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A long time ago, I was a child. (I started out as Cathy First from Colon, Mi.) For the past several years I’ve been an adult. A lot of things went on between those two stages of life; probably no more or no less than anyone elses. My husband and I moved to “da U .P” from southern Lower Michigan several years ago (yes we were trolls at one time). We owned and operated and operate Clementz’s Northcountry Campground and Cabins just north of Newberry, Michigan until May 2015. We have grown kids and grandkids (who all live downstate). My passion is life and all that Nature has to offer us and trying to photograph it in unique ways. Our intention in life is to see all that Nature has to offer us. We hope that you will be a part of our adventures as we cruise through our lives together. Come back often!

Friday, August 24, 2007


Moderated weather has allowed for fire behavior to temper somewhat. Main burning areas remain at tree bases where moisture has not been able to reach the ground. While weather forecasts are not calling for any significant rainfall, higher relative humidity should allow for a couple of days of aggressive mop up work by hand crews. A special helicopter flight is scheduled for today utilizing infra-red cameras; which will be able to pinpoint areas where heat is concentrated in the ground. Those hotspots will be mapped and crews dispatched to specific locations to extinguish areas that may have gone undetected thus far. Two National Guard Black Hawk helicopters will be active conducting water drops on the fire today.

Russ MacDonald, Escanaba Unit Fire Supervisor, assumed the post of Incident Commander this morning, replacing Rich Ahnen, Crystal Falls Unit Fire Supervisor, who has served as Incident Commander on the Sleeper Lake Fire for most of the last 22 days.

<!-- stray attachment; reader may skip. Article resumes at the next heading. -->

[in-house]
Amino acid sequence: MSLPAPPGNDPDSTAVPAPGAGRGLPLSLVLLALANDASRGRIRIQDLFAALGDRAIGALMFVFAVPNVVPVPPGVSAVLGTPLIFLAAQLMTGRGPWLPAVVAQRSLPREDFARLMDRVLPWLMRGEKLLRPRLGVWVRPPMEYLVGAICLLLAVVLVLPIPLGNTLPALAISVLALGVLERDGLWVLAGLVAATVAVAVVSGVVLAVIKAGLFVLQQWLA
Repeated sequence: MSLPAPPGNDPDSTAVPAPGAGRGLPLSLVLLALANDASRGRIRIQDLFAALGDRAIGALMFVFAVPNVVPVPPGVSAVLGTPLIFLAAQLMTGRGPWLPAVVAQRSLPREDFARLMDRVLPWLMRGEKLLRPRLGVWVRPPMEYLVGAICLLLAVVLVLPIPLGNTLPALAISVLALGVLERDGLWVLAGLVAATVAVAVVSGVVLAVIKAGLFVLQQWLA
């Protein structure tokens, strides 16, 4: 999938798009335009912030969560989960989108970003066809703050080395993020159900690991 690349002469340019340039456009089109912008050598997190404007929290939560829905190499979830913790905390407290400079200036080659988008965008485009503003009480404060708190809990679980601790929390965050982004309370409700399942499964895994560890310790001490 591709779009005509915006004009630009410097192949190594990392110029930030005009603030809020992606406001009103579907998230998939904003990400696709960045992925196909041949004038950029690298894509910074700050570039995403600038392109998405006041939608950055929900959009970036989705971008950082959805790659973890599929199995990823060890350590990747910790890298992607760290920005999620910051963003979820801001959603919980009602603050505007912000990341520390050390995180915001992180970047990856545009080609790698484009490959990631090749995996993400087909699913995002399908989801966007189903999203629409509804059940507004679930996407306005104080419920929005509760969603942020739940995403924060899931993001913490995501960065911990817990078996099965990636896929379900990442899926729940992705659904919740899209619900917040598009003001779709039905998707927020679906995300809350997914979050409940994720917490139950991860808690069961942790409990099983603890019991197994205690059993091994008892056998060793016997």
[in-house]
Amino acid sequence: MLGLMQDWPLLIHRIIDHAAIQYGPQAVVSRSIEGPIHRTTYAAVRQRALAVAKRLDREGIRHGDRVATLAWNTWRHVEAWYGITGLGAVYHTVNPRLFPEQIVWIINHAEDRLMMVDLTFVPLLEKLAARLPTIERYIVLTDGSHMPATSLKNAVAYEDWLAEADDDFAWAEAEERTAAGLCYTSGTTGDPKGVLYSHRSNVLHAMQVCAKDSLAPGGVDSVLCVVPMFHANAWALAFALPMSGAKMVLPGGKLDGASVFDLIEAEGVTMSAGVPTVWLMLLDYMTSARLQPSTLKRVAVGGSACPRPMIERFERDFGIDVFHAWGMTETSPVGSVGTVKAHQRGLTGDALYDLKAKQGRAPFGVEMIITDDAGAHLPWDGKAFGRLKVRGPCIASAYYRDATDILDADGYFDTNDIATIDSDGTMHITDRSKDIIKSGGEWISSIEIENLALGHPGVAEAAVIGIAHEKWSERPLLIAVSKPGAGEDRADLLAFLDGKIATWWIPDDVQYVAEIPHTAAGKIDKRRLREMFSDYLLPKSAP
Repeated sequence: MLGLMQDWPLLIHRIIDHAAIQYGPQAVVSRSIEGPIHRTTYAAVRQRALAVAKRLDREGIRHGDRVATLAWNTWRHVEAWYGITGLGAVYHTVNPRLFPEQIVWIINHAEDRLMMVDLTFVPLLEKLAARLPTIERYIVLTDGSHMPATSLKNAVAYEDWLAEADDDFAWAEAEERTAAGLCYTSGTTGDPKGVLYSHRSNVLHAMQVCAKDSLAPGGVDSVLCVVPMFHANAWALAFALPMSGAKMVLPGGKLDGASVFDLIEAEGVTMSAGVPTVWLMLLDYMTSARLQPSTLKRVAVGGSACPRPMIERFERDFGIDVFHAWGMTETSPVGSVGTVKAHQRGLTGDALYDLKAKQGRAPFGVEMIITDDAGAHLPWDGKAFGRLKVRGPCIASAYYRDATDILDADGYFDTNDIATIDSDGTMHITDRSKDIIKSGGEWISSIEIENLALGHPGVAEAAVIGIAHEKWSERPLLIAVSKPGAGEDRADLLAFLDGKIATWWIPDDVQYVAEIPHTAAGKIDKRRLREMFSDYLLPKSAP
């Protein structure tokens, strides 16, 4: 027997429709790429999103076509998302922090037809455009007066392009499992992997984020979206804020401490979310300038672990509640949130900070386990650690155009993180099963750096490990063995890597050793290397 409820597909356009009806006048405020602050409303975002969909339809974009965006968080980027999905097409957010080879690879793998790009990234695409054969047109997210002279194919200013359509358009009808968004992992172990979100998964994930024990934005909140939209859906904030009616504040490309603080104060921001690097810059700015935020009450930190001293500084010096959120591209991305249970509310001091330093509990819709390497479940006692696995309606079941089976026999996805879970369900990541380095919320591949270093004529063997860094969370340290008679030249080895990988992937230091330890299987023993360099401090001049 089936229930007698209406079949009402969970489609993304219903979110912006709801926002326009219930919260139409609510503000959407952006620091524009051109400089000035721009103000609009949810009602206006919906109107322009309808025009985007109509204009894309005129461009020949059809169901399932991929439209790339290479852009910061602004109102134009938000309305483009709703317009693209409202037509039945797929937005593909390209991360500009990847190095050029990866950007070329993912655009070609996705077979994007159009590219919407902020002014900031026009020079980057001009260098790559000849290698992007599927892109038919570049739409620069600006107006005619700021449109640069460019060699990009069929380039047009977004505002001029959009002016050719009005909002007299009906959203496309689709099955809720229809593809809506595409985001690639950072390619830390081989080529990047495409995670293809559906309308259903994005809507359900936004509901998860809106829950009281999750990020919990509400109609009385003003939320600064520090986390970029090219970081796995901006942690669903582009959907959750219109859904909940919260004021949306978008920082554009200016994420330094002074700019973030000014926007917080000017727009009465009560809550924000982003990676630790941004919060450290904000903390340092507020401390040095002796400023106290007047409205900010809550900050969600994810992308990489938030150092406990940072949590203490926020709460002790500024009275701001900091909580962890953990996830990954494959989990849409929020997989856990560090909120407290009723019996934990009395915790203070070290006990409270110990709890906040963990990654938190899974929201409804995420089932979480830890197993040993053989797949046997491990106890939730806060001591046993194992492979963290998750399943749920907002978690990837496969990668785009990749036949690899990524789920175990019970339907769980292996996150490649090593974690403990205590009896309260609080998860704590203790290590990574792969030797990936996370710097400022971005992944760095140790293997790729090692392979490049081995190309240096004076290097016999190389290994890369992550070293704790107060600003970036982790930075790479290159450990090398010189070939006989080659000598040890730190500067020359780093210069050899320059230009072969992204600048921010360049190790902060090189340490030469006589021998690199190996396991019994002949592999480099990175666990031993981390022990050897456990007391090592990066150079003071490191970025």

In the first three weeks of battling the Sleeper Lake Fire, crews have worked diligently to lay 11.5 miles of hose, which is over twice the length of the Mackinac Bridge. They have also installed 1.5 miles of irrigation pipe to feed the hoses which are used to water down the fire. Maintaining constant communication between fire crews and support personnel has required the use of over 10,000 batteries thus far.

Typical of the generosity that the community of Newberry has exhibited to the firefighters throughout the course of the Sleeper Lake blaze, the American Red Cross reported today that an anonymous donor dropped off ten 100 dollar bills to help offset costs associated with the fire. The community has rallied in support of this huge effort, donating laundry services, baked goods, garden produce, notes of gratitude and general well wishes to the firefighters and support personnel. Many of those associated with the Sleeper Lake Fire, especially the crews from across the country, have expressed awe at the level of support and appreciation expressed by the community of Newberry. Crews that have worked on fires throughout the nation have commented that the community support on the Sleeper Lake Fire is unprecedented.

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